So that piece was now in place - the final hurdle Duke had to conquer was their tendency to struggle on the road, once again exposed in the final signpost of the Devils’ season, the loss at Maryland where the regular season title (and ACC POY honors, for all intents and purposes) was on the line. The Terps shot 50% from the field and Duke looked a little shaken down the stretch, so now the question Duke doubters turned to was the inevitable “How can this team expect to get to Indy when they really struggle away from home?” Honestly, I’m not sure that one ever had some sort of clear answer - it may have been Duke’s run of tight wins in the ACC tournament that turned the tide, but this was a team that picked the best time of year to start playing its best basketball.

Even heading into the NCAA tournament, those who doubted that Duke could win the title weren’t without decent reasons. There were teams that looked more versatile, had more impressive wins, matched up well with Duke, but in the end, none of those things mattered. As I mentioned before, this Duke team was incredibly reminiscent of UNC’s 1993 title team, that just took down its opponents in succession as other “contenders” dropped by the wayside. Let me say once and for all that this was a legitimate win - it doesn’t matter that Duke got the “easiest” bracket - that whole supposition goes out the window once upsets start happening anyways. They beat a tough Purdue team by being tougher. They beat an incredibly athletic and versatile Baylor team by showing themselves to be even more offensively versatile and able to run and score as pace demanded. They smothered a West Virginia team that was used to doing the suffocating themselves. And finally they ground out a game against a very able Butler squad, and proved they could win on the road, as the National Title game was basically an away contest.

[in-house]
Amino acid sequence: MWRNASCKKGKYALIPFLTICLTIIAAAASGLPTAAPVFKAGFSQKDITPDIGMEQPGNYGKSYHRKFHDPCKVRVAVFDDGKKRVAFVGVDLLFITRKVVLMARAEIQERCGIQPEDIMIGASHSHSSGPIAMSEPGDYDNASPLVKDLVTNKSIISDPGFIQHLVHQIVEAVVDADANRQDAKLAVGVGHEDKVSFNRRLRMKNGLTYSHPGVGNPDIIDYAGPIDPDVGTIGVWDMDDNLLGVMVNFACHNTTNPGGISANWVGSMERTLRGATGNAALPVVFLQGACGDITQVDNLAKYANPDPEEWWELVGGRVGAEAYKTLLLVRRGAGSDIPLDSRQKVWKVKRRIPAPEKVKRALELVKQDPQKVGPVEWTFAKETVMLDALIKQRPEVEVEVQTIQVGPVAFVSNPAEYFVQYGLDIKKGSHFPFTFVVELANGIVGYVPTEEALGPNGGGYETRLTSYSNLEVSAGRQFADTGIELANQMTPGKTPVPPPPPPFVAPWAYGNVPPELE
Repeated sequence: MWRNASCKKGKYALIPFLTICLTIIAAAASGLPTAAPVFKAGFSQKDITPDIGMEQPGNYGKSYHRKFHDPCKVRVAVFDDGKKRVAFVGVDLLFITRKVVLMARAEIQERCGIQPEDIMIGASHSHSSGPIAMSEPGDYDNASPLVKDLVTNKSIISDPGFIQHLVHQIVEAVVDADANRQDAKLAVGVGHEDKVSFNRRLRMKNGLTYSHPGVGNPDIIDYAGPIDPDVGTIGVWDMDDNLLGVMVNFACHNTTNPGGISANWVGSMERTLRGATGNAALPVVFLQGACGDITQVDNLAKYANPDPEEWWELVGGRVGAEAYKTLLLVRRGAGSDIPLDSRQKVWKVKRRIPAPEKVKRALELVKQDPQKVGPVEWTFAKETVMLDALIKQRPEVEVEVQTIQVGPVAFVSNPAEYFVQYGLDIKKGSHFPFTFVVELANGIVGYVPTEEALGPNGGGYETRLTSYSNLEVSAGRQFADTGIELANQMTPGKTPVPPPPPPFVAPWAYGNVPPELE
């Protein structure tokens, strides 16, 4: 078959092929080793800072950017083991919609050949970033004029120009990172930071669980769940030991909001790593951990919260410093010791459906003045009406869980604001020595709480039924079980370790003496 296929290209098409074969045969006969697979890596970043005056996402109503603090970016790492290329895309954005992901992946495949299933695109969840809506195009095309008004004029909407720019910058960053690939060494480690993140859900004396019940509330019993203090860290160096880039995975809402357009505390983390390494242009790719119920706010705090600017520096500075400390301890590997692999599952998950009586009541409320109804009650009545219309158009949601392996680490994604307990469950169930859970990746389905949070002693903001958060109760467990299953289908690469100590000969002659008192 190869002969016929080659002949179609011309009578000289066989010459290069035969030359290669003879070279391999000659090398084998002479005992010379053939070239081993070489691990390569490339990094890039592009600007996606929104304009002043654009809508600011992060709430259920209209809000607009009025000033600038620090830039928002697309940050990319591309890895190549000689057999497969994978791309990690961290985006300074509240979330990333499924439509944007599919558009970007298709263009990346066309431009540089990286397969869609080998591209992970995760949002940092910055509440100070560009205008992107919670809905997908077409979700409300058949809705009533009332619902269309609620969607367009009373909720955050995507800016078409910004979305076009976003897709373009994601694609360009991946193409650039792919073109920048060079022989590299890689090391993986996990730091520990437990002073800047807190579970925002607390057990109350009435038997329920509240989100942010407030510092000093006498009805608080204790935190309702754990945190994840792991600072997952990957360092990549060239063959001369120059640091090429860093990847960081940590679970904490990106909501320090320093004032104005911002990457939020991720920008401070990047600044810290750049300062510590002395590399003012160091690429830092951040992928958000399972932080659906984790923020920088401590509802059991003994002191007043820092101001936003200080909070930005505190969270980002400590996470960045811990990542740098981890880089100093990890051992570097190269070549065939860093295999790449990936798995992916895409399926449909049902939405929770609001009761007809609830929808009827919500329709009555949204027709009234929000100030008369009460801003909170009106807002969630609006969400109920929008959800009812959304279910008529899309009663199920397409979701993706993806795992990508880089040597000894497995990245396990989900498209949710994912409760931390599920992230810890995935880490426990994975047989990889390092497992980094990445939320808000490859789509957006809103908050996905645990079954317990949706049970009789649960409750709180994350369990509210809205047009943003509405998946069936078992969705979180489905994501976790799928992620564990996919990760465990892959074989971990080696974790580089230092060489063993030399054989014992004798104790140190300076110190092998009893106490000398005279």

Damn this team and this season recap - the hardest part of all of this is the conclusion, admitting some of the same things Bart said in his UNC conclusion: in a year where Roy struggled to motivate his players, Coach K found a way to buck the trends of past years and get his team to play its best basketball at the right time. And on top of admitting that, I have to also admit that despite the massive haterade bath Duke got before, during, and after the championship game, all in all this was a fairly likable team (you know…. for DUKE, anyways). They played together, defended well, seemed to genuinely like each other and be excited for each others’ successes, and in the end, were a worthy champion. Somehow, I still cannot bring myself to fully embrace the reality of all that I have just written - I grind my teeth remembering that this team won K his fourth national title, my heart quickens with hatred realizing that Singler’s return gives them a good shot at repeating as champs, and all I can hope for is that the infamous “disease of me” starts to infest this Blue Devil team next year. That or maybe an NCAA investigation that retroactively strips Duke of its title somehow… hey, a UNC fan can dream, right?